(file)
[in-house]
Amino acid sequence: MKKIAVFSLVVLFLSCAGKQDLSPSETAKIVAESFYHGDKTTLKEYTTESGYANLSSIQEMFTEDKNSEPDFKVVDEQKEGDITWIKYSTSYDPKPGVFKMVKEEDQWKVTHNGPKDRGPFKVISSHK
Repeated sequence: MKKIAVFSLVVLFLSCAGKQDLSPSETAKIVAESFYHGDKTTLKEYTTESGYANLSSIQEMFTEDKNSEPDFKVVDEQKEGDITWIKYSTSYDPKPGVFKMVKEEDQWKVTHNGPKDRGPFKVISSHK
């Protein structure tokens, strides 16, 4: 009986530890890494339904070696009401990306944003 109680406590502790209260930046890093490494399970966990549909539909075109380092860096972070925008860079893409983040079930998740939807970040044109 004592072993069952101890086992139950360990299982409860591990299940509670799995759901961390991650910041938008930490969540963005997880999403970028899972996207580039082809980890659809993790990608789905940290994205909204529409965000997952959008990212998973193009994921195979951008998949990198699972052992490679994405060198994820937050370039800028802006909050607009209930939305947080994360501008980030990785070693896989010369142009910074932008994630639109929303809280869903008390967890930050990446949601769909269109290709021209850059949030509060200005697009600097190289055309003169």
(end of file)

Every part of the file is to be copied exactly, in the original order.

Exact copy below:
[in-house]
Amino acid sequence: MKKIAVFSLVVLFLSCAGKQDLSPSETAKIVAESFYHGDKTTLKEYTTESGYANLSSIQEMFTEDKNSEPDFKVVDEQKEGDITWIKYSTSYDPKPGVFKMVKEEDQWKVTHNGPKDRGPFKVISSHK
Repeated sequence: MKKIAVFSLVVLFLSCAGKQDLSPSETAKIVAESFYHGDKTTLKEYTTESGYANLSSIQEMFTEDKNSEPDFKVVDEQKEGDITWIKYSTSYDPKPGVFKMVKEEDQWKVTHNGPKDRGPFKVISSHK
């Protein structure tokens, strides 16, 4: 009986530890890494339904070696009401990306944003 109680406590502790209260930046890093490494399970966990549909539909075109380092860096972070925008860079893409983040079930998740939807970040044109 004592072993069952101890086992139950360990299982409860591990299940509670799995759901961390991650910041938008930490969540963005997880999403970028899972996207580039082809980890659809993790990608789905940290994205909204529409965000997952959008990212998973193009994921195979951008998949990198699972052992490679994405060198994820937050370039800028802006909050607009209930939305947080994360501008980030990785070693896989010369142009910074932008994630639109929303809280869903008390967890930050990446949601769909269109290709021209850059949030509060200005697009600097190289055309003169």